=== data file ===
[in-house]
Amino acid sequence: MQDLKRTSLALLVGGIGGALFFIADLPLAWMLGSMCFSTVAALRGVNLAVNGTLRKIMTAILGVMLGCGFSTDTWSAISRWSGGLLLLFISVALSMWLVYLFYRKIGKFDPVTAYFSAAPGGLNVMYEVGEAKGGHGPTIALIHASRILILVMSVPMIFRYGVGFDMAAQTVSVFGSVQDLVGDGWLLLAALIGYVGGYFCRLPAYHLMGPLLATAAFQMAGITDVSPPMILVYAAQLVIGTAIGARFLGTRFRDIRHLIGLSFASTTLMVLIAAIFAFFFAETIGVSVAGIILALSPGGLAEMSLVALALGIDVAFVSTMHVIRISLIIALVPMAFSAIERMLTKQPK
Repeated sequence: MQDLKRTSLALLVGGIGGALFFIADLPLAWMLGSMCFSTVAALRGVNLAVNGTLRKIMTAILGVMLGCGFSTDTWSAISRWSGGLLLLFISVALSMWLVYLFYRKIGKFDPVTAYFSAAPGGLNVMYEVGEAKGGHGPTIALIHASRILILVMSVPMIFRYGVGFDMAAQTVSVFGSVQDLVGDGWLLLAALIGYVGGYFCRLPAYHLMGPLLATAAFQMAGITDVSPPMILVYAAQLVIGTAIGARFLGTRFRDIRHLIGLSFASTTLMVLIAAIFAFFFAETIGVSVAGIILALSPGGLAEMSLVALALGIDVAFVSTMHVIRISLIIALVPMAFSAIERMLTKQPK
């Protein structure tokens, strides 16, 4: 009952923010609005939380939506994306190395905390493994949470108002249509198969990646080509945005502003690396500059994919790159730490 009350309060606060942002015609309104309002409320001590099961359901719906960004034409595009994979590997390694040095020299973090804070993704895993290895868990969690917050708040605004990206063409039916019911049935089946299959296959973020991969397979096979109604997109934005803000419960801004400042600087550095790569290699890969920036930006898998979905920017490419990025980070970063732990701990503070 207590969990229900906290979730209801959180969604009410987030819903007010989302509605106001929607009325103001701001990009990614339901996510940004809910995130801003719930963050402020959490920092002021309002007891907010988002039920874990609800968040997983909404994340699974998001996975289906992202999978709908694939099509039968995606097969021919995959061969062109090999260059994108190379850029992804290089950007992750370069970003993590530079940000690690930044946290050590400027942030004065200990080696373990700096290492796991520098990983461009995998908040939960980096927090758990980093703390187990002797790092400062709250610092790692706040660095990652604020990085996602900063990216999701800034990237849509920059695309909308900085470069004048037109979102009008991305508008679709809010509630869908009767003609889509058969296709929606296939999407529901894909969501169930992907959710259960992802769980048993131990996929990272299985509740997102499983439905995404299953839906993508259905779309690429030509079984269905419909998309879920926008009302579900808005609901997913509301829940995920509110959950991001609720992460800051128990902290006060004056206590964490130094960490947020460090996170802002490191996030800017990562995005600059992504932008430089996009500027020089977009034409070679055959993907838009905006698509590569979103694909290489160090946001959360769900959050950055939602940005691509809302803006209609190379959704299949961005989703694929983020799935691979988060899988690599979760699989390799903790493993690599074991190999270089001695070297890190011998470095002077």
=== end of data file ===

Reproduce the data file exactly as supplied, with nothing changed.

[in-house]
Amino acid sequence: MQDLKRTSLALLVGGIGGALFFIADLPLAWMLGSMCFSTVAALRGVNLAVNGTLRKIMTAILGVMLGCGFSTDTWSAISRWSGGLLLLFISVALSMWLVYLFYRKIGKFDPVTAYFSAAPGGLNVMYEVGEAKGGHGPTIALIHASRILILVMSVPMIFRYGVGFDMAAQTVSVFGSVQDLVGDGWLLLAALIGYVGGYFCRLPAYHLMGPLLATAAFQMAGITDVSPPMILVYAAQLVIGTAIGARFLGTRFRDIRHLIGLSFASTTLMVLIAAIFAFFFAETIGVSVAGIILALSPGGLAEMSLVALALGIDVAFVSTMHVIRISLIIALVPMAFSAIERMLTKQPK
Repeated sequence: MQDLKRTSLALLVGGIGGALFFIADLPLAWMLGSMCFSTVAALRGVNLAVNGTLRKIMTAILGVMLGCGFSTDTWSAISRWSGGLLLLFISVALSMWLVYLFYRKIGKFDPVTAYFSAAPGGLNVMYEVGEAKGGHGPTIALIHASRILILVMSVPMIFRYGVGFDMAAQTVSVFGSVQDLVGDGWLLLAALIGYVGGYFCRLPAYHLMGPLLATAAFQMAGITDVSPPMILVYAAQLVIGTAIGARFLGTRFRDIRHLIGLSFASTTLMVLIAAIFAFFFAETIGVSVAGIILALSPGGLAEMSLVALALGIDVAFVSTMHVIRISLIIALVPMAFSAIERMLTKQPK
């Protein structure tokens, strides 16, 4: 009952923010609005939380939506994306190395905390493994949470108002249509198969990646080509945005502003690396500059994919790159730490 009350309060606060942002015609309104309002409320001590099961359901719906960004034409595009994979590997390694040095020299973090804070993704895993290895868990969690917050708040605004990206063409039916019911049935089946299959296959973020991969397979096979109604997109934005803000419960801004400042600087550095790569290699890969920036930006898998979905920017490419990025980070970063732990701990503070 207590969990229900906290979730209801959180969604009410987030819903007010989302509605106001929607009325103001701001990009990614339901996510940004809910995130801003719930963050402020959490920092002021309002007891907010988002039920874990609800968040997983909404994340699974998001996975289906992202999978709908694939099509039968995606097969021919995959061969062109090999260059994108190379850029992804290089950007992750370069970003993590530079940000690690930044946290050590400027942030004065200990080696373990700096290492796991520098990983461009995998908040939960980096927090758990980093703390187990002797790092400062709250610092790692706040660095990652604020990085996602900063990216999701800034990237849509920059695309909308900085470069004048037109979102009008991305508008679709809010509630869908009767003609889509058969296709929606296939999407529901894909969501169930992907959710259960992802769980048993131990996929990272299985509740997102499983439905995404299953839906993508259905779309690429030509079984269905419909998309879920926008009302579900808005609901997913509301829940995920509110959950991001609720992460800051128990902290006060004056206590964490130094960490947020460090996170802002490191996030800017990562995005600059992504932008430089996009500027020089977009034409070679055959993907838009905006698509590569979103694909290489160090946001959360769900959050950055939602940005691509809302803006209609190379959704299949961005989703694929983020799935691979988060899988690599979760699989390799903790493993690599074991190999270089001695070297890190011998470095002077």